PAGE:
Andy Parnes can member the day he changed his life. He was driving back to California after an Idaho vacation. "By the time I got to Reno, the traffic was getting heavier. By the time I got to the Bay Area, it was impossible. I said to myself, I don't want to live here anymore."

Which is why Andy, his wife, Kate, and the three Parnes children no longer live in Palo Alto, California, but within sight of the Sawtooth Range in the Idaho resort town of Ketchum.

Like most of the West's new small-town residents, the Parneses weren't seeking increased square footage so much as improved quality of life. "We didn't move here because we could financially cash in," says Andy. "We didn't sell at the crest of the California real estate boom, and housing in Ketchum isn't as inexpensive as it is in the rest of Idaho. But we do get to live on a couple of acres down by a river in an aspen grove."

And like most of the West's reviving small towns, Ketchum is by no means a remote rural crossroads. Sun Valley ski resort lies just down the road, providing attractions--sophisticated restaurants, cultural activities--your average Rocky Mountain ranch town can't match. That's one reason so many newcomers have chosen it: Blaine County, home to Ketchum, grew 38 percent between 1980 and 1990.

Ketchum wasn't terra incognita for the Parneses--Kate had lived there before their marriage, and the family had vacationed there. But the move was still a big one, and they plotted it for a year. Andy had to leave behind his partnership in a California law firm and hang out a shingle in Idaho. And with kids ages 6, 3 1/2, and 1, there was the question of schools.

"That was a concern," says Andy. Public schools in their old hometown, Palo Alto, are considered among the best in the country, while Idaho's per-pupil spending ranks among the nation's lowest. "But Blaine County is unusual," he says. "There's a lot of support for the schools here; they've passed bond overrides to provide more funds than the state does. And there's also a good private school."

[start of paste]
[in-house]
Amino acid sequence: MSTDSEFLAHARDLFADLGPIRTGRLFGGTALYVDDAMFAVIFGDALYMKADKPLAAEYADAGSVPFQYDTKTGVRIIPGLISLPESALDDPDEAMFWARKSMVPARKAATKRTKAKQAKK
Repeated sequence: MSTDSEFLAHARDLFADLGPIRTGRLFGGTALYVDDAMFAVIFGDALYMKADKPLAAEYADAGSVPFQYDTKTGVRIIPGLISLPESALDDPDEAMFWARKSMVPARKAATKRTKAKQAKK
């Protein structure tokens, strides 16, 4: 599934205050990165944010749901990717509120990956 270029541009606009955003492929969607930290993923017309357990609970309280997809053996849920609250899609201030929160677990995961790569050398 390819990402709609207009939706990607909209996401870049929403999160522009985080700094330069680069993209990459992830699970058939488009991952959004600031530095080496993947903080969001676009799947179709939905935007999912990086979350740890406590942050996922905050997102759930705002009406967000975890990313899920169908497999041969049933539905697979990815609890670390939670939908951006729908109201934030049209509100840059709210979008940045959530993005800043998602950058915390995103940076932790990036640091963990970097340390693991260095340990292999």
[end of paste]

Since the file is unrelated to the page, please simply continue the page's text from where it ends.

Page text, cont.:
"We liked Palo Alto," says Kate. "But after school, if your kids weren't in something organized like ballet or Little League, what was there for them to do? Go to the mall? Here they can ride bikes, they can hike, they can fish.

"I've met only one person who didn't like it here," she adds. "A woman from L.A. She fell in love with a local guy, moved up, and got married. She hated it. She couldn't go out dancing every night. She got divorced and left. But she's the only one."

Tips for choosing a small town

* Determine whether you can transfer your current job to your new rural town. If not, will your new town be able to support you in a satisfying job? Not everybody's going to be able to start a frozen yogurt shop.

* Ask yourself honestly how remote you want to be. For many people, reasonable proximity to an interstate or a commuter airport is essential.

* Test the waters. This is a big step--dunk your big toe in before you make the plunge. Visit, often, in different seasons if possible.

* Find out as much as you can about the town. Subscribe to the local newspaper. Ask your family and friends if they know anybody who lives there.
COPYRIGHT 1993 Sunset Publishing Corp.
No portion of this article can be reproduced without the express written permission from the copyright holder.
Copyright 1993 Gale, Cengage Learning. All rights reserved.

Article Details
Printer friendly Cite/link Email Feedback
Title Annotation:Special Report: The Endangered Western Home
Author:Fish, Peter; Gregory, Daniel
Date:May 1, 1993
Previous Article:Housing strategy #2: staying in the city.
Next Article:To buy or not to buy: that is the question.

Terms of use | Copyright © 2017 Farlex, Inc. | Feedback | For webmasters